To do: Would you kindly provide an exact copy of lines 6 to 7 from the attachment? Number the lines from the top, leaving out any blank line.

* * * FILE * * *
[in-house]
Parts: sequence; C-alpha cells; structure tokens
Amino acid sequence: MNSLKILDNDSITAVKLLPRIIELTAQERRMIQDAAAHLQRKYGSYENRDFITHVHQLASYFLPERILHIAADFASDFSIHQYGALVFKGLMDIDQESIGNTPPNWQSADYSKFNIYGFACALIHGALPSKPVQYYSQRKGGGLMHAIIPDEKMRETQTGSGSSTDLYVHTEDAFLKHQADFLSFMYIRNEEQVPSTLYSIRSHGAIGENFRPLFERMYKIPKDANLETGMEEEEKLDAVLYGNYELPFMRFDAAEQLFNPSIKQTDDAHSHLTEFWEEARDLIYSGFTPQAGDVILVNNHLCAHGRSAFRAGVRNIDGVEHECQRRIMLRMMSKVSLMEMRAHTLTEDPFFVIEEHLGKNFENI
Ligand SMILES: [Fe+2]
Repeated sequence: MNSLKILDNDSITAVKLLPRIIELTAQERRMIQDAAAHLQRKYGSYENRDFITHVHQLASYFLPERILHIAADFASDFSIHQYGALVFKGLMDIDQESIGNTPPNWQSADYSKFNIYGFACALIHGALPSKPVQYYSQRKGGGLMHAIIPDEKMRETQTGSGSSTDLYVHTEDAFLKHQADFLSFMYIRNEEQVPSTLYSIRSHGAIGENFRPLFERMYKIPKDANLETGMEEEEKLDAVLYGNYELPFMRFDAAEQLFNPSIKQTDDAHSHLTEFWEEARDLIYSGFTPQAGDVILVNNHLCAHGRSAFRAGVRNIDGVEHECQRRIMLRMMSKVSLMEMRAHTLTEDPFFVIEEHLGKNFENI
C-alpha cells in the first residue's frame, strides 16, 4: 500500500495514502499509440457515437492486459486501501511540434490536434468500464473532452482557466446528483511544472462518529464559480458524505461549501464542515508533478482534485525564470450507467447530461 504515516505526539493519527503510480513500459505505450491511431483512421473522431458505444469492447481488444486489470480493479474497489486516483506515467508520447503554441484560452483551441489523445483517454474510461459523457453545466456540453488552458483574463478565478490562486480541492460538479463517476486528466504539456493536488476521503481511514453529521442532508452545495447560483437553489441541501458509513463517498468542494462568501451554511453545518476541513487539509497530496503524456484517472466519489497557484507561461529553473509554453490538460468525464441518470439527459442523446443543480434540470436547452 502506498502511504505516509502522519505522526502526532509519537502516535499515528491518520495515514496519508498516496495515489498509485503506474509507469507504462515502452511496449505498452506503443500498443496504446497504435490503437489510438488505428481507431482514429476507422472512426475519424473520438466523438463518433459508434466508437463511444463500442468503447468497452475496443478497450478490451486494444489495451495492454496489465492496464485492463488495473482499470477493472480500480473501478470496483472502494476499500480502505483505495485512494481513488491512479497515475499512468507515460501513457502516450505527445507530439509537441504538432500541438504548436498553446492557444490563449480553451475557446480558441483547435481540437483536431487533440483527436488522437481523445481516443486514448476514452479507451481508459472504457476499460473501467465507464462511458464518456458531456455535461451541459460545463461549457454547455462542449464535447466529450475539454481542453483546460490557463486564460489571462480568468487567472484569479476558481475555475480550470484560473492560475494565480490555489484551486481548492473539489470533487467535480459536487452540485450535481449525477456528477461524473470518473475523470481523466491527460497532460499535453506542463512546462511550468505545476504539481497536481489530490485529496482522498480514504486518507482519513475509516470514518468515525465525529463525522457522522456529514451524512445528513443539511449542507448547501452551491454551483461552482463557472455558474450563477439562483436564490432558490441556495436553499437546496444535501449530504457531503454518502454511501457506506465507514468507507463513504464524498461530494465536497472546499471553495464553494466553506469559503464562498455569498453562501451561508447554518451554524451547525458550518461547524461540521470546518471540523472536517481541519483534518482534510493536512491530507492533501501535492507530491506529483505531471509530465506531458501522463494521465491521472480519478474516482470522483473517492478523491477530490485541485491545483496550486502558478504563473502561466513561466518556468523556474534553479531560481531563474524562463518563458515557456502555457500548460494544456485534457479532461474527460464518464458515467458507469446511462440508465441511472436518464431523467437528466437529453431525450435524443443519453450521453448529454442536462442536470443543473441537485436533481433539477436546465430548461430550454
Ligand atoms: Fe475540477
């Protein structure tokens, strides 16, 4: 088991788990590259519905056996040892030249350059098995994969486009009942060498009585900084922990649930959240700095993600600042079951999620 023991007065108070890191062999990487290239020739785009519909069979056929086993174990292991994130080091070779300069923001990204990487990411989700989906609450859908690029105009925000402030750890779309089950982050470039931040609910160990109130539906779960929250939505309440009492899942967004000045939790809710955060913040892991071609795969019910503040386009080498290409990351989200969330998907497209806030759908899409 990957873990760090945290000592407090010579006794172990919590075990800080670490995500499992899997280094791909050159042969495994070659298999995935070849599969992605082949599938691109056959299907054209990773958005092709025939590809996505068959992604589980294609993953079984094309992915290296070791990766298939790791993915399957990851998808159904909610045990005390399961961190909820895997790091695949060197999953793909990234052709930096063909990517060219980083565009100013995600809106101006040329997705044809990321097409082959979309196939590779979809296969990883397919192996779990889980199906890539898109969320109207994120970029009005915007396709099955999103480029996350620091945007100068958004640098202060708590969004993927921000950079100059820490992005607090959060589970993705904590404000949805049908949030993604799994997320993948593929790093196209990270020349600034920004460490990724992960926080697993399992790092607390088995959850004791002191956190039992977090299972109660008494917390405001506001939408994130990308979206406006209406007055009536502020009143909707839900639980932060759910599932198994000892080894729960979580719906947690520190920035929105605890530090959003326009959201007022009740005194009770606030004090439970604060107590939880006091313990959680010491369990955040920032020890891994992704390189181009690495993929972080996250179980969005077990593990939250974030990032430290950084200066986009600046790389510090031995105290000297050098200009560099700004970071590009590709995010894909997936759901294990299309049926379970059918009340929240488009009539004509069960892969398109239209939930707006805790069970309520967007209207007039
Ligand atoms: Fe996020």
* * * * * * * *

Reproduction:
C-alpha cells in the first residue's frame, strides 16, 4: 500500500495514502499509440457515437492486459486501501511540434490536434468500464473532452482557466446528483511544472462518529464559480458524505461549501464542515508533478482534485525564470450507467447530461 504515516505526539493519527503510480513500459505505450491511431483512421473522431458505444469492447481488444486489470480493479474497489486516483506515467508520447503554441484560452483551441489523445483517454474510461459523457453545466456540453488552458483574463478565478490562486480541492460538479463517476486528466504539456493536488476521503481511514453529521442532508452545495447560483437553489441541501458509513463517498468542494462568501451554511453545518476541513487539509497530496503524456484517472466519489497557484507561461529553473509554453490538460468525464441518470439527459442523446443543480434540470436547452 502506498502511504505516509502522519505522526502526532509519537502516535499515528491518520495515514496519508498516496495515489498509485503506474509507469507504462515502452511496449505498452506503443500498443496504446497504435490503437489510438488505428481507431482514429476507422472512426475519424473520438466523438463518433459508434466508437463511444463500442468503447468497452475496443478497450478490451486494444489495451495492454496489465492496464485492463488495473482499470477493472480500480473501478470496483472502494476499500480502505483505495485512494481513488491512479497515475499512468507515460501513457502516450505527445507530439509537441504538432500541438504548436498553446492557444490563449480553451475557446480558441483547435481540437483536431487533440483527436488522437481523445481516443486514448476514452479507451481508459472504457476499460473501467465507464462511458464518456458531456455535461451541459460545463461549457454547455462542449464535447466529450475539454481542453483546460490557463486564460489571462480568468487567472484569479476558481475555475480550470484560473492560475494565480490555489484551486481548492473539489470533487467535480459536487452540485450535481449525477456528477461524473470518473475523470481523466491527460497532460499535453506542463512546462511550468505545476504539481497536481489530490485529496482522498480514504486518507482519513475509516470514518468515525465525529463525522457522522456529514451524512445528513443539511449542507448547501452551491454551483461552482463557472455558474450563477439562483436564490432558490441556495436553499437546496444535501449530504457531503454518502454511501457506506465507514468507507463513504464524498461530494465536497472546499471553495464553494466553506469559503464562498455569498453562501451561508447554518451554524451547525458550518461547524461540521470546518471540523472536517481541519483534518482534510493536512491530507492533501501535492507530491506529483505531471509530465506531458501522463494521465491521472480519478474516482470522483473517492478523491477530490485541485491545483496550486502558478504563473502561466513561466518556468523556474534553479531560481531563474524562463518563458515557456502555457500548460494544456485534457479532461474527460464518464458515467458507469446511462440508465441511472436518464431523467437528466437529453431525450435524443443519453450521453448529454442536462442536470443543473441537485436533481433539477436546465430548461430550454
Ligand atoms: Fe475540477